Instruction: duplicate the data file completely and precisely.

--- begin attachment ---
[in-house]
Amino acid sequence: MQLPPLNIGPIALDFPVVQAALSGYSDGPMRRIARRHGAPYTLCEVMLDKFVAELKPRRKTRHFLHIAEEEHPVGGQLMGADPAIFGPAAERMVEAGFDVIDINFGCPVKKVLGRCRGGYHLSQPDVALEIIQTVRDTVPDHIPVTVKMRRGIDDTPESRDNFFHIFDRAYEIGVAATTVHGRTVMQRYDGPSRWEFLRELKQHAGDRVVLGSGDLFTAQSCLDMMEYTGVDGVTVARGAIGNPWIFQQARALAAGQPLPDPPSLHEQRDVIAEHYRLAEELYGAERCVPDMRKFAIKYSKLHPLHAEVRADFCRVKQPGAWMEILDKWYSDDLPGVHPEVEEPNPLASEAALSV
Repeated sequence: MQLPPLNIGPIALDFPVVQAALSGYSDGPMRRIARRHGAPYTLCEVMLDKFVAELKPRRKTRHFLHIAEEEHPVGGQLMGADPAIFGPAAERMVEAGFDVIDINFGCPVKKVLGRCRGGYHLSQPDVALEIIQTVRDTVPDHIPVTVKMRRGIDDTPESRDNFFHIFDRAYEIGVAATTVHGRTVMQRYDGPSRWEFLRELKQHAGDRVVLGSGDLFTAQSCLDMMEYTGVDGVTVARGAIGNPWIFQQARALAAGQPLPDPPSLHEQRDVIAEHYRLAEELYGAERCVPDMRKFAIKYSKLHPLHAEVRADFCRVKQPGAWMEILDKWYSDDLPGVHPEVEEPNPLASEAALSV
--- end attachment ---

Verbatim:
[in-house]
Amino acid sequence: MQLPPLNIGPIALDFPVVQAALSGYSDGPMRRIARRHGAPYTLCEVMLDKFVAELKPRRKTRHFLHIAEEEHPVGGQLMGADPAIFGPAAERMVEAGFDVIDINFGCPVKKVLGRCRGGYHLSQPDVALEIIQTVRDTVPDHIPVTVKMRRGIDDTPESRDNFFHIFDRAYEIGVAATTVHGRTVMQRYDGPSRWEFLRELKQHAGDRVVLGSGDLFTAQSCLDMMEYTGVDGVTVARGAIGNPWIFQQARALAAGQPLPDPPSLHEQRDVIAEHYRLAEELYGAERCVPDMRKFAIKYSKLHPLHAEVRADFCRVKQPGAWMEILDKWYSDDLPGVHPEVEEPNPLASEAALSV
Repeated sequence: MQLPPLNIGPIALDFPVVQAALSGYSDGPMRRIARRHGAPYTLCEVMLDKFVAELKPRRKTRHFLHIAEEEHPVGGQLMGADPAIFGPAAERMVEAGFDVIDINFGCPVKKVLGRCRGGYHLSQPDVALEIIQTVRDTVPDHIPVTVKMRRGIDDTPESRDNFFHIFDRAYEIGVAATTVHGRTVMQRYDGPSRWEFLRELKQHAGDRVVLGSGDLFTAQSCLDMMEYTGVDGVTVARGAIGNPWIFQQARALAAGQPLPDPPSLHEQRDVIAEHYRLAEELYGAERCVPDMRKFAIKYSKLHPLHAEVRADFCRVKQPGAWMEILDKWYSDDLPGVHPEVEEPNPLASEAALSV